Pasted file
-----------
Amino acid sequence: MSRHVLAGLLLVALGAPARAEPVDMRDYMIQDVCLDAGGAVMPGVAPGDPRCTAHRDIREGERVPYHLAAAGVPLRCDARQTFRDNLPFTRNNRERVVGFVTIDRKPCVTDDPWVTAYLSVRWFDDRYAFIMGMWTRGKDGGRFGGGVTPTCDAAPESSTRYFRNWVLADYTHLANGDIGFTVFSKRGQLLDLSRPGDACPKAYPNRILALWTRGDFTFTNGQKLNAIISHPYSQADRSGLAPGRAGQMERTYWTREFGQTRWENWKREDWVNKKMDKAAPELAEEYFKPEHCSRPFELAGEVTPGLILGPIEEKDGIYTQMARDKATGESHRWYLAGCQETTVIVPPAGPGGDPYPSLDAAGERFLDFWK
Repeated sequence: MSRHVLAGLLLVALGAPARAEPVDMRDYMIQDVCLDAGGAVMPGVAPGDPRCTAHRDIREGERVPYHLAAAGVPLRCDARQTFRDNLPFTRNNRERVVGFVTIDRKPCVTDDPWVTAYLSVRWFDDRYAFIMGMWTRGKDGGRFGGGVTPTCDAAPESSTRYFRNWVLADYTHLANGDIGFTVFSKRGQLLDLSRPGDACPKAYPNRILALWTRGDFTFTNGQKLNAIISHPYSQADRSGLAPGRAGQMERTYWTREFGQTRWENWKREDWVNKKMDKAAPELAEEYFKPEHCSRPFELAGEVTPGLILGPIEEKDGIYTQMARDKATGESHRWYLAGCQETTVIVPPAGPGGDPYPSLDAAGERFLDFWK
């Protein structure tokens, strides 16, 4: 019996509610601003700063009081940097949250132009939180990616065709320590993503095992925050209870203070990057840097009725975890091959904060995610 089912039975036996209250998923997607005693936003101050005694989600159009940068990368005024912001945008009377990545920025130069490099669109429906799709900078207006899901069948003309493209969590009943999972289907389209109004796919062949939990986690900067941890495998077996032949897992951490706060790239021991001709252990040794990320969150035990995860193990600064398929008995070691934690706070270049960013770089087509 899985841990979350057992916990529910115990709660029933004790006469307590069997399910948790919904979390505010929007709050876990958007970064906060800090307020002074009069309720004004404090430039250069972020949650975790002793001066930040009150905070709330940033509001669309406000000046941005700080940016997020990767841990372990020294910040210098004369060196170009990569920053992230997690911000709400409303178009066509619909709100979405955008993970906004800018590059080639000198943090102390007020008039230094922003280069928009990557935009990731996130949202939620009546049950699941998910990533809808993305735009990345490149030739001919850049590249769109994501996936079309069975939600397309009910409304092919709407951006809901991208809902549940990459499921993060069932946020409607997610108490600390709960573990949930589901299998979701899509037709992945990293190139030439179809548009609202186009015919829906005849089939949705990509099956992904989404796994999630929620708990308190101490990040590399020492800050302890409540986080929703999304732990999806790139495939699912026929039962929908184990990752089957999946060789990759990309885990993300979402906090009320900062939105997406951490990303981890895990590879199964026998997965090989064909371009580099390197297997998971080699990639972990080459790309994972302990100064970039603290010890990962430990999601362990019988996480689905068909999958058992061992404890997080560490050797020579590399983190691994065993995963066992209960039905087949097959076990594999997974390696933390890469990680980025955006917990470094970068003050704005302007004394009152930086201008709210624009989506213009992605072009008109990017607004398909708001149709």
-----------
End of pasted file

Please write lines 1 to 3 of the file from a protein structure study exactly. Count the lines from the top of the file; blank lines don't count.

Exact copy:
Amino acid sequence: MSRHVLAGLLLVALGAPARAEPVDMRDYMIQDVCLDAGGAVMPGVAPGDPRCTAHRDIREGERVPYHLAAAGVPLRCDARQTFRDNLPFTRNNRERVVGFVTIDRKPCVTDDPWVTAYLSVRWFDDRYAFIMGMWTRGKDGGRFGGGVTPTCDAAPESSTRYFRNWVLADYTHLANGDIGFTVFSKRGQLLDLSRPGDACPKAYPNRILALWTRGDFTFTNGQKLNAIISHPYSQADRSGLAPGRAGQMERTYWTREFGQTRWENWKREDWVNKKMDKAAPELAEEYFKPEHCSRPFELAGEVTPGLILGPIEEKDGIYTQMARDKATGESHRWYLAGCQETTVIVPPAGPGGDPYPSLDAAGERFLDFWK
Repeated sequence: MSRHVLAGLLLVALGAPARAEPVDMRDYMIQDVCLDAGGAVMPGVAPGDPRCTAHRDIREGERVPYHLAAAGVPLRCDARQTFRDNLPFTRNNRERVVGFVTIDRKPCVTDDPWVTAYLSVRWFDDRYAFIMGMWTRGKDGGRFGGGVTPTCDAAPESSTRYFRNWVLADYTHLANGDIGFTVFSKRGQLLDLSRPGDACPKAYPNRILALWTRGDFTFTNGQKLNAIISHPYSQADRSGLAPGRAGQMERTYWTREFGQTRWENWKREDWVNKKMDKAAPELAEEYFKPEHCSRPFELAGEVTPGLILGPIEEKDGIYTQMARDKATGESHRWYLAGCQETTVIVPPAGPGGDPYPSLDAAGERFLDFWK
């Protein structure tokens, strides 16, 4: 019996509610601003700063009081940097949250132009939180990616065709320590993503095992925050209870203070990057840097009725975890091959904060995610 089912039975036996209250998923997607005693936003101050005694989600159009940068990368005024912001945008009377990545920025130069490099669109429906799709900078207006899901069948003309493209969590009943999972289907389209109004796919062949939990986690900067941890495998077996032949897992951490706060790239021991001709252990040794990320969150035990995860193990600064398929008995070691934690706070270049960013770089087509 899985841990979350057992916990529910115990709660029933004790006469307590069997399910948790919904979390505010929007709050876990958007970064906060800090307020002074009069309720004004404090430039250069972020949650975790002793001066930040009150905070709330940033509001669309406000000046941005700080940016997020990767841990372990020294910040210098004369060196170009990569920053992230997690911000709400409303178009066509619909709100979405955008993970906004800018590059080639000198943090102390007020008039230094922003280069928009990557935009990731996130949202939620009546049950699941998910990533809808993305735009990345490149030739001919850049590249769109994501996936079309069975939600397309009910409304092919709407951006809901991208809902549940990459499921993060069932946020409607997610108490600390709960573990949930589901299998979701899509037709992945990293190139030439179809548009609202186009015919829906005849089939949705990509099956992904989404796994999630929620708990308190101490990040590399020492800050302890409540986080929703999304732990999806790139495939699912026929039962929908184990990752089957999946060789990759990309885990993300979402906090009320900062939105997406951490990303981890895990590879199964026998997965090989064909371009580099390197297997998971080699990639972990080459790309994972302990100064970039603290010890990962430990999601362990019988996480689905068909999958058992061992404890997080560490050797020579590399983190691994065993995963066992209960039905087949097959076990594999997974390696933390890469990680980025955006917990470094970068003050704005302007004394009152930086201008709210624009989506213009992605072009008109990017607004398909708001149709």